The Consumer Health Products Association said that human error was the reason for the label change, not the efficacy or safety of the medicines. "Research shows that dosing errors and accidental ingestions-not the safety of the ingredients themselves when properly dosed-are the leading causes of rare adverse events in young children," the CHPA said in a news release.
Adult cold and cough medicines are not affected by the decision, nor are prescription medications for children. The labels will be transitioned through the beginning of next year. Though medicines currently on store shelves might bear labels that recommend giving the product to small children, the consumer group and the FDA don't recommend doing so.
According to the CHPA, leading manufacturers will also include dosing devices with new products to prevent overmedication of children.
Contact your child's pediatrician or another health care professional regarding the use of any medication. Try home remedies such as honey and lemon for sore throats and dry coughs and saline solution and a bulb syringe for congestion--after discussing them with your health-care provider. (Note: Do not give honey to children younger than 1 year.) Running a humidifier during cold, dry months can also help children and ease congestion.
In addition, the FDA offers these recommendations when giving cough or cold medicine to children ages 4 and older:
- Checking the "active ingredients" section of the DRUG FACTS label. This will help you understand what "active ingredients" are in the medicine and what symptoms each active ingredient is intended to treat. Cough and cold medicines often have more than one "active ingredient" (such as an antihistamine, a decongestant, a cough suppressant, an expectorant, or a pain reliever/fever reducer).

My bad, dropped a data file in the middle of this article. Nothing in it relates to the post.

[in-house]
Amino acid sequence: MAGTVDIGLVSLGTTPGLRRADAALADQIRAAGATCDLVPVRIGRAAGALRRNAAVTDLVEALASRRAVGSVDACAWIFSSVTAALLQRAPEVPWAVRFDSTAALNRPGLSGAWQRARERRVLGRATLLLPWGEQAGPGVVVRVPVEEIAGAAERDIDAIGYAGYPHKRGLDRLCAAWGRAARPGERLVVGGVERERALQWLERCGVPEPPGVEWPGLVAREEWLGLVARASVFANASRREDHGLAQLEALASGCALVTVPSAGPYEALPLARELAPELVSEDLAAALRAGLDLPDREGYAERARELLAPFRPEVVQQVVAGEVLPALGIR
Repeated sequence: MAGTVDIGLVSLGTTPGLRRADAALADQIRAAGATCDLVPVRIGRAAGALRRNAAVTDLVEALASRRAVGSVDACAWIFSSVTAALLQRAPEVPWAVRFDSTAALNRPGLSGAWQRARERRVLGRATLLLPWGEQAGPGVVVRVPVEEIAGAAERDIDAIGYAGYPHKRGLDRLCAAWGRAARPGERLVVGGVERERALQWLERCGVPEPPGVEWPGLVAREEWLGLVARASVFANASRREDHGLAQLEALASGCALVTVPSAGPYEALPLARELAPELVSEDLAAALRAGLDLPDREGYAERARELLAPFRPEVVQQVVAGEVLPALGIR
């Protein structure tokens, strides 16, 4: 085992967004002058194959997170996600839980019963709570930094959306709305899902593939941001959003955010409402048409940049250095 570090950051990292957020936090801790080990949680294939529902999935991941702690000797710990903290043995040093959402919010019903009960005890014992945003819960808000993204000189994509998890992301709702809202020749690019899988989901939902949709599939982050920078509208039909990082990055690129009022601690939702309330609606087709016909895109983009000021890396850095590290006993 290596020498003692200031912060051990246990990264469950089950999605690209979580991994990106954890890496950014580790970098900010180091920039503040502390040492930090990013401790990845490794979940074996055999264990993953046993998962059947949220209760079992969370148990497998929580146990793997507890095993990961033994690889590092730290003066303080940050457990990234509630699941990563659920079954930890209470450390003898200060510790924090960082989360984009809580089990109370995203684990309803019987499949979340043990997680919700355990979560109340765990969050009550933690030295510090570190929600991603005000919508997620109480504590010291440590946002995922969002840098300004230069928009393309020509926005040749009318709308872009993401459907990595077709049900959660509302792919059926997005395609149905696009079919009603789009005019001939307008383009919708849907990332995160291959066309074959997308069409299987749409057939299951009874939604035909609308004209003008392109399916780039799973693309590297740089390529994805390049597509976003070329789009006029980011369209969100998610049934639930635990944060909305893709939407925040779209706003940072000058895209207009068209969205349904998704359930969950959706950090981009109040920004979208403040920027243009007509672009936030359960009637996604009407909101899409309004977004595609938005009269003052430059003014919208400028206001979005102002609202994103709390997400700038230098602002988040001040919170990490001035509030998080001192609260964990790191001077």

- Being very careful if you are giving more than one OTC cough and cold medicine to a child. Many OTC cough and cold medicines have more than one "active ingredient." If you use two medicines that have the same or similar "active ingredients" a child could get too much of an ingredient which may hurt your child. For example, do not give a child more than one medicine that has an antihistamine.
- Carefully following the directions in the DRUG FACTS part of the label. These directions tell you how much medicine to give and how often you can give it.
- Only using the measuring spoons or cups that come with the medicine or those made especially for measuring drugs. Do not use common household spoons to measure medicines for children since household spoons come in different sizes and are not meant for measuring medicines.
- Choosing OTC cough and cold medicines with childproof safety caps, when available, and store the medicines out of the reach of children.
- Understanding that using OTC cough and cold medicines are intended only to treat your child's symptom(s). OTC cough and cold medicines do not treat the cause of the symptoms or shorten the length of time your child is sick. They only relieve symptoms and make your child feel more comfortable.
- Not using these products to sedate your child or make children sleepy.
- Calling a physician, pharmacist, or other healthcare professional if you have any questions about using cough or cold medicines in children 2 years of age and older.
Tanya Jolliffe, a BabyFit nutritionist, reviewed this article.
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